The U.S. housing market has been on a tear in recent years, with home prices surging more than 50% on average since their trough in early 2012. But experts are now seeing disturbing signs that a bubble appears to be forming in at least three major markets - New York, Miami and San Francisco.
"When you start seeing 20% to 30% year-over-year increases in prices, which we've seen over the last four years in some of these markets, it's just not sustainable," said Daren Blomquist, a senior vice president at RealtyTrac. "People's wages are not rising 20% or 30% a year."
Even the "flippers" - which are investors who buy homes and sell them within a year for a quick profit - are back, which is another red flag. In the boom years leading up to the 2008 recession, speculative investors - many with no housing or real estate experience - jumped into the housing sector, buying up blocks of homes to flip. When the housing market collapsed, many were left with a glut of unsold homes, which exacerbated the housing crisis.
Home flips accounted for 5.5% of all U.S. home sales in 2015, said Octavio Nuiry, managing editor of RealtyTrac's housing news report.
The issues driving a bubble in 2016 may be different from those in 2007, but the end-result could still be devastating.
"It is disturbing to think we could potentially be repeating mistakes that were made just within the last ten years," where the collapse in property values still leaves a bitter aftertaste, said Blomquist.
Median U.S. home prices plunged 33% from their peak in July 2006 to their trough in January 2012, according to Adam DeSanctis, economic issues media manager at the National Association of Realtors. However, prices have rallied back, climbing 55% from their bottom in 2012, he said. They even surpassed 2006 peak prices in June 2015, he noted.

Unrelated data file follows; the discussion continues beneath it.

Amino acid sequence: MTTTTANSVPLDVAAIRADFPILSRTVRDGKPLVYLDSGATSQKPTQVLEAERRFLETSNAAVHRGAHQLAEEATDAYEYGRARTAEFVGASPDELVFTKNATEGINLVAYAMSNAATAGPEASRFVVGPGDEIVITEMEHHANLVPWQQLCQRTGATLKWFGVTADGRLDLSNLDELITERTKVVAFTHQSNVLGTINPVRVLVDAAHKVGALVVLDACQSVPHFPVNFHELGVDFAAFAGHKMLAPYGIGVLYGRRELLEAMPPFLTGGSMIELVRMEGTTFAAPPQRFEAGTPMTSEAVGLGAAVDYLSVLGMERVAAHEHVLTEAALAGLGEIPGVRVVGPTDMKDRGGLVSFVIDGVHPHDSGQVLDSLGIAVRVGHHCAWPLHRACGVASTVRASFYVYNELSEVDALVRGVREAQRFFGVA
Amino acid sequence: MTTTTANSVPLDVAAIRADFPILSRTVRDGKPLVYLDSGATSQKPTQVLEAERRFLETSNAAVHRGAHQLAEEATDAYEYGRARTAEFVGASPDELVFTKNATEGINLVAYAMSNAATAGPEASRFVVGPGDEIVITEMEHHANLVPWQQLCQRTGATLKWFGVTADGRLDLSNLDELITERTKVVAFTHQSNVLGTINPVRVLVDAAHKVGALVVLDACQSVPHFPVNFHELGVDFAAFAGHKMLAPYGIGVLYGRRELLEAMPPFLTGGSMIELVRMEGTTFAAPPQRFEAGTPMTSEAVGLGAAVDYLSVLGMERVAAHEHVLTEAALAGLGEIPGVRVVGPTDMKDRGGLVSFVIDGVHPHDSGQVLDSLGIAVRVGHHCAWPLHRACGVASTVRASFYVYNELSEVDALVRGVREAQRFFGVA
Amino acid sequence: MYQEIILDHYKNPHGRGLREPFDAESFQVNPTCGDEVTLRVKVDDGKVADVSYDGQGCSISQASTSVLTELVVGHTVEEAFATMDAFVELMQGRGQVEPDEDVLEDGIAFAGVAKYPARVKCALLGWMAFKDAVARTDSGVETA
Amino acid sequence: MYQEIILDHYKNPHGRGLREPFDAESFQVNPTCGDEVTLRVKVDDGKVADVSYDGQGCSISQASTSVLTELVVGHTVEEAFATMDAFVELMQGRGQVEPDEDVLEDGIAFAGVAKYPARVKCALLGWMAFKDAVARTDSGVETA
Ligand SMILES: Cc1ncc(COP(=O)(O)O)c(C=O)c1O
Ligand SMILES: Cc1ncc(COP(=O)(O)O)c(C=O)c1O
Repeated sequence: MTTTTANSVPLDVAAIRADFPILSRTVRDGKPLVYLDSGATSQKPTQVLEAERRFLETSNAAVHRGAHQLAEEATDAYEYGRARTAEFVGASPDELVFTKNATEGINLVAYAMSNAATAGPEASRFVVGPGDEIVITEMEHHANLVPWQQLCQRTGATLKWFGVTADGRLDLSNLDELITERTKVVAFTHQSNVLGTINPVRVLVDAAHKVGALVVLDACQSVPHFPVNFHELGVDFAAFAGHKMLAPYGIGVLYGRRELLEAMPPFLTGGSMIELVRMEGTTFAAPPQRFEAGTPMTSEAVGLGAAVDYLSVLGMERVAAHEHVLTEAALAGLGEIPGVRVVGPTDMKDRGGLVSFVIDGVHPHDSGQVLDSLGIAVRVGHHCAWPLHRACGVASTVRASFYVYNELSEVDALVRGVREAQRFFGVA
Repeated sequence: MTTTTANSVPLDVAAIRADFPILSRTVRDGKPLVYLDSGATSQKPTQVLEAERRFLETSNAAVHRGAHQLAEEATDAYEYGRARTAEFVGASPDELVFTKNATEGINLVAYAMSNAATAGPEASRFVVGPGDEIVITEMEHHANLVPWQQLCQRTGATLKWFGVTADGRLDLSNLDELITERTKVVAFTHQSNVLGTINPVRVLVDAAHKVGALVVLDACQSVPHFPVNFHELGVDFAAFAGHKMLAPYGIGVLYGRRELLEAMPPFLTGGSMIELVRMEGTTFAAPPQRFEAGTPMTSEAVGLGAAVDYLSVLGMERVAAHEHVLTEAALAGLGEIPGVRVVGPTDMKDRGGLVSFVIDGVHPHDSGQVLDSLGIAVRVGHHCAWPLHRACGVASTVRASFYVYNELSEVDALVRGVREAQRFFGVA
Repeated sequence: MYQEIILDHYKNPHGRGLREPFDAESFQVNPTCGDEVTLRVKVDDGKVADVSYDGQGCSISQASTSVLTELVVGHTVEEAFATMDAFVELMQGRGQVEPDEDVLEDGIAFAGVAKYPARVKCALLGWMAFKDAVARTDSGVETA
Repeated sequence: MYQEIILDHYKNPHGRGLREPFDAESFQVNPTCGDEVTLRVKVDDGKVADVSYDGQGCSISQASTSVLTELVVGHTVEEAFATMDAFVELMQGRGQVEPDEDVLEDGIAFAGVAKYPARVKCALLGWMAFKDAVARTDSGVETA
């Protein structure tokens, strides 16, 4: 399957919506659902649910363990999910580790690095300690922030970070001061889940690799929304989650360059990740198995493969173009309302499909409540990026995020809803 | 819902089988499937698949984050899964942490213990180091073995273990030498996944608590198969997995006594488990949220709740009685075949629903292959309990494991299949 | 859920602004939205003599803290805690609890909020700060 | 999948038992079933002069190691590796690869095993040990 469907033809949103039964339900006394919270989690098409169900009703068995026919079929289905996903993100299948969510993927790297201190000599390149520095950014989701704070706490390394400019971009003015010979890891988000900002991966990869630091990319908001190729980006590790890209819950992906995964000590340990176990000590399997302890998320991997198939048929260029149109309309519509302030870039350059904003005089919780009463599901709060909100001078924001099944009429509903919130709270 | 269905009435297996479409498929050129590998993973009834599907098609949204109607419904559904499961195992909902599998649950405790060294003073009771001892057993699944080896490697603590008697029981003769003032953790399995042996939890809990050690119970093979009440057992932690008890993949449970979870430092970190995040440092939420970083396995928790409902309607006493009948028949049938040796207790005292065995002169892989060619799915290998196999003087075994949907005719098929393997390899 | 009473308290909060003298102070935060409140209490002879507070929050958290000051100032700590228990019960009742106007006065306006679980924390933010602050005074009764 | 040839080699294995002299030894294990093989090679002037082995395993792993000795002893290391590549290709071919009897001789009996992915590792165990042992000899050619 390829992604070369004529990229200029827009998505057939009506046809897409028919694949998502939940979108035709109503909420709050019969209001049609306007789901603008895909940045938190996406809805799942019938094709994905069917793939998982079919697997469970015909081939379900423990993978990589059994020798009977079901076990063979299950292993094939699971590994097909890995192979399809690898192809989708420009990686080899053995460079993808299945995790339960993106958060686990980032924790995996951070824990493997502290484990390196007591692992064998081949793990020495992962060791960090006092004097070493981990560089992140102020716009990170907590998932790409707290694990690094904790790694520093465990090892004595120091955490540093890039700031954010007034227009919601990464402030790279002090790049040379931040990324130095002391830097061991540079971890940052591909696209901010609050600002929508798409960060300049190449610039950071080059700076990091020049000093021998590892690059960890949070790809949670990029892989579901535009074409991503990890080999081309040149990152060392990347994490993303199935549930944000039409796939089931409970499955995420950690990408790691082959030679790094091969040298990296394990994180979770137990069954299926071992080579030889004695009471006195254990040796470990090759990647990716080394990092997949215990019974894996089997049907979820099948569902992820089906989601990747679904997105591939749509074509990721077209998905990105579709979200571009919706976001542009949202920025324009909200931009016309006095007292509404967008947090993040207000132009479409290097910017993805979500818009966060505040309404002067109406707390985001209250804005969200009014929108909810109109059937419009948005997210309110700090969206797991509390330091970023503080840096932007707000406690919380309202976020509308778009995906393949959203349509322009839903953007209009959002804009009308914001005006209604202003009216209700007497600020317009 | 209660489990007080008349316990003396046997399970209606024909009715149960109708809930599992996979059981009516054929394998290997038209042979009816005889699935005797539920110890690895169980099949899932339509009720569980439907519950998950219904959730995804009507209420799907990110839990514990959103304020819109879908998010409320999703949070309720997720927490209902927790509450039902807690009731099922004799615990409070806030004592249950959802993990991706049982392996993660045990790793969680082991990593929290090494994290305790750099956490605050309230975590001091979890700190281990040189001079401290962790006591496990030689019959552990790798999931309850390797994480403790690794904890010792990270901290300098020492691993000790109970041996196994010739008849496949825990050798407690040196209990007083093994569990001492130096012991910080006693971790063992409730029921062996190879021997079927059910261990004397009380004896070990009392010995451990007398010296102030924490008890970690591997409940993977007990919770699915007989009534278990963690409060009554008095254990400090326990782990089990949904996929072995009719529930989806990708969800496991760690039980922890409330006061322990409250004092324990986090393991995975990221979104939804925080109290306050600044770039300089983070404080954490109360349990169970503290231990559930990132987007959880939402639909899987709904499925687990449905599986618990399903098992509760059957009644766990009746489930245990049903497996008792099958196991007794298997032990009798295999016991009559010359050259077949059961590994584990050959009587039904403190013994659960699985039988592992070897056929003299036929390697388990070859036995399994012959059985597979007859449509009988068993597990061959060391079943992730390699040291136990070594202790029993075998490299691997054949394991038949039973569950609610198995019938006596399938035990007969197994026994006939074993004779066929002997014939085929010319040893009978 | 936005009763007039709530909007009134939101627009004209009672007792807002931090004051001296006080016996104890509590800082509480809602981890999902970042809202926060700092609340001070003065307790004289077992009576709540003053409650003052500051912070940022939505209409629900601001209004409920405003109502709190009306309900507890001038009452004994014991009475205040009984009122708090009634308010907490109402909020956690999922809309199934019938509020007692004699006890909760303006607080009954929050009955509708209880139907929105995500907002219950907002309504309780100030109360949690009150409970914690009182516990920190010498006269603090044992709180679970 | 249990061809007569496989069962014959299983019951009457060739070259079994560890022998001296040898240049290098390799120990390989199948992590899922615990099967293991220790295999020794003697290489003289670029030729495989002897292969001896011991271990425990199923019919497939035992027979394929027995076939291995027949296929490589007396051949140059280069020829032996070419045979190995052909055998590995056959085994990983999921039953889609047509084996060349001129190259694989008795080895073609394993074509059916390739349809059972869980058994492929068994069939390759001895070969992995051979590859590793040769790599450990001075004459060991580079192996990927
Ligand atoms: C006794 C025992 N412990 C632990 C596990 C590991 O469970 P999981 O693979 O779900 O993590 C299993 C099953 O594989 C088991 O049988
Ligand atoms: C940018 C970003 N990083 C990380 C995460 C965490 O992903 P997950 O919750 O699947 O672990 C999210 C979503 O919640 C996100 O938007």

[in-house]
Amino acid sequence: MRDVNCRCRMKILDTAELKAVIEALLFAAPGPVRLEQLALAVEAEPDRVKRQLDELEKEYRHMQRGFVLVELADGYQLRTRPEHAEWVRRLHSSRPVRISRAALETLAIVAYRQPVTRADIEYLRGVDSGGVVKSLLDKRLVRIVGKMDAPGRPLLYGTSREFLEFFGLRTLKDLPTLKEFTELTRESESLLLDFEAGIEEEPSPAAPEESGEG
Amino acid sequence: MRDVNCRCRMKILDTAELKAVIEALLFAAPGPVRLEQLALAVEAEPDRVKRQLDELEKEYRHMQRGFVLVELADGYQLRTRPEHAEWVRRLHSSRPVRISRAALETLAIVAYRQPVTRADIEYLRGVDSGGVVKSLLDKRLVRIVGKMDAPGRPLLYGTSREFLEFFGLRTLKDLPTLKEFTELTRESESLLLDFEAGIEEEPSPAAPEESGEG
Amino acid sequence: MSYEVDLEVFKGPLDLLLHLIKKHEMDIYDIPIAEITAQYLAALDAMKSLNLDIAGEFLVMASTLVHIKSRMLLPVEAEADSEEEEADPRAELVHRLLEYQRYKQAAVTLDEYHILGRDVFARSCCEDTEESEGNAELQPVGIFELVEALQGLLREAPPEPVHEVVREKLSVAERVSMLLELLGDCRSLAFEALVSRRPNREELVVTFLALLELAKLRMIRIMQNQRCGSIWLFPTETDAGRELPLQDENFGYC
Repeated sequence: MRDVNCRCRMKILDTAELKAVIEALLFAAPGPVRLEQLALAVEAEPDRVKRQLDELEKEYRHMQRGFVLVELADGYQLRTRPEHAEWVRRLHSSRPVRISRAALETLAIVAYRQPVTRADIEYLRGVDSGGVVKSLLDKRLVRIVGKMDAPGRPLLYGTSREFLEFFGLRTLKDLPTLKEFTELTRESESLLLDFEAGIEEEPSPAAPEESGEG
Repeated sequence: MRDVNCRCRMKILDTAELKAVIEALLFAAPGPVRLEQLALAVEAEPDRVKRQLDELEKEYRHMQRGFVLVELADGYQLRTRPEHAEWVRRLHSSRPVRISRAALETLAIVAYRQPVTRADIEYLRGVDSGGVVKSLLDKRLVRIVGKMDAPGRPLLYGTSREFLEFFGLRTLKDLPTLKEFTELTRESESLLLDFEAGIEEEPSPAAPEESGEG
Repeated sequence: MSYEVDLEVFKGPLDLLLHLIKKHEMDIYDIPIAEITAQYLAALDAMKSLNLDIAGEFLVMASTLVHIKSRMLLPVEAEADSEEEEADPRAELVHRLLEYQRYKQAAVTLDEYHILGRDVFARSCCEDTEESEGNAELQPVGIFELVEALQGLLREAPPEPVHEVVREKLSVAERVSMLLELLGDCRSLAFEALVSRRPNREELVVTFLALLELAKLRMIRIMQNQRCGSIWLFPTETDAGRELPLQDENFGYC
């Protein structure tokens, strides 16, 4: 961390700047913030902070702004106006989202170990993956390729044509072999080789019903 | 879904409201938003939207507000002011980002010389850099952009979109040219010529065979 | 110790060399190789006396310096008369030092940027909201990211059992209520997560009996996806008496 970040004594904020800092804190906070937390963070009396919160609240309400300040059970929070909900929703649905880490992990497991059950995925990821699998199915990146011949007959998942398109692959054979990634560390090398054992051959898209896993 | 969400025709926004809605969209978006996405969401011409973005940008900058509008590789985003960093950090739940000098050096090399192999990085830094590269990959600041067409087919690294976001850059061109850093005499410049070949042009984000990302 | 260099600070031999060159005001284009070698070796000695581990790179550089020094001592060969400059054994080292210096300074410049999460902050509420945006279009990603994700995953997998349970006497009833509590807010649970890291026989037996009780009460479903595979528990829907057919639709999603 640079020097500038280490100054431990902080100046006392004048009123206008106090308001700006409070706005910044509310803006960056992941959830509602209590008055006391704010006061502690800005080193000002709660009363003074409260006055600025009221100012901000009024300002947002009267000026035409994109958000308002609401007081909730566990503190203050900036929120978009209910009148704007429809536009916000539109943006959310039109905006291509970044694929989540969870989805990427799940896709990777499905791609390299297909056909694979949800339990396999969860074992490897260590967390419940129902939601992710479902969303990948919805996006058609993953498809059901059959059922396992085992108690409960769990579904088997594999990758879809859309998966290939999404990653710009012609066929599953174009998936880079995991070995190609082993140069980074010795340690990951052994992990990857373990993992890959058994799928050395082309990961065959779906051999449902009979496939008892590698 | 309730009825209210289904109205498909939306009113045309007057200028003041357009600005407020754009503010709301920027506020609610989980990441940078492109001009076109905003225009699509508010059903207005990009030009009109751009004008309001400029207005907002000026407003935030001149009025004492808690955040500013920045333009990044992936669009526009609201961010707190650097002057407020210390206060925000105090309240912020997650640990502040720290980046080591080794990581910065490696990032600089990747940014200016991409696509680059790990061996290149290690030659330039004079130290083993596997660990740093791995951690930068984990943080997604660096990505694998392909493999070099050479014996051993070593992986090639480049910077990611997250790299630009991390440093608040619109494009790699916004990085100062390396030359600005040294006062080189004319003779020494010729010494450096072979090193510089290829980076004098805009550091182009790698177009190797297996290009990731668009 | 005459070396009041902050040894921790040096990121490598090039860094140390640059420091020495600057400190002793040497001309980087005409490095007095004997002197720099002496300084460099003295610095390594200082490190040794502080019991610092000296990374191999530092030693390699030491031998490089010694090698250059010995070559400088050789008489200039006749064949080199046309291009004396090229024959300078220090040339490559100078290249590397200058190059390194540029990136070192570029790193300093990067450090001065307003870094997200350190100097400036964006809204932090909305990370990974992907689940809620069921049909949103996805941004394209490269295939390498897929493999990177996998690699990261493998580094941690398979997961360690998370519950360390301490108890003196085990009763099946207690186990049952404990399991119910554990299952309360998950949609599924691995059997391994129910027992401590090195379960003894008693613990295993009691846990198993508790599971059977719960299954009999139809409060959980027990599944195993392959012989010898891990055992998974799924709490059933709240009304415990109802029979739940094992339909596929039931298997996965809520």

But certain markets have seen even bigger price hikes, leaving experts whispering the dreaded "bubble" word.
Median home prices in San Francisco, which fell 30% during the recession, have rebounded 90% from their trough in early 2012, according Blomquist. Miami prices, which plunged 69% in the crash, are up 141% from the bottom. And Manhattan, which was largely insulated in the housing meltdown with only a 20% decline in home values, has seen prices surge 55% from the trough, he said.
"It's definitely frothy in those markets," said John Burns, founder of John Burns Real Estate Consulting.
In the period leading up to the 2008 housing meltdown, it was bad loans that brought the housing market to its knees. Lenders were handing out subprime loans and exotic mortgages, such as Alt-A and interest-only loans, to people who couldn't afford them. More than 7 million borrowers wound up losing their homes in foreclosure, and the mortgage debacle triggered a global financial crisis.
Today, it's the opposite: It's global issues that have fueled the frothy home price increases in certain U.S. markets and threaten to trigger a U.S. housing correction.
Foreign investors have been flocking to U.S. gateway cities, snapping up single-family homes and condos as safe havens for investment. "The heavy investment from foreigners in those three markets caused prices to rise faster than other places in the country," said Burns. Any pullback from foreign investors in New York, San Francisco or Miami could send home prices spiraling down.
In Miami, the strong U.S. dollar and falling oil prices have already caused a drop-off in foreign investors from Brazil, Canada and Russia. This has prompted Miami condo developers to cancel projects, slash prices and offer creative concessions to move sales, said Nuiry.
Interest rates are another factor. Mortgage rates hover near historic lows, causing U.S. homebuyers and investors to jump into the market. When rates start ticking up, housing demand and prices will likely fall.
"This is an extremely interest rates sensitive housing market where the recovery has largely been built on low interest rates, and if those low rates go away you could see a definite domino effect on the recovery," said Blomquist.
Still, some experts have less doom-and-gloom predictions. While they acknowledge the three markets are getting frothy, they believe the strong U.S. dollar and political and economic fallout from the Brexit vote could be a wakeup call for builders to pull in the reins on new construction.
"This may prompt some of them to at least delay - if not indefinitely put off - activity," said Bob Curran, a managing director at Fitch Ratings. "So it may temper the level of new building and as a consequence may either moderate or reduce the potential of a bubble bursting type situation."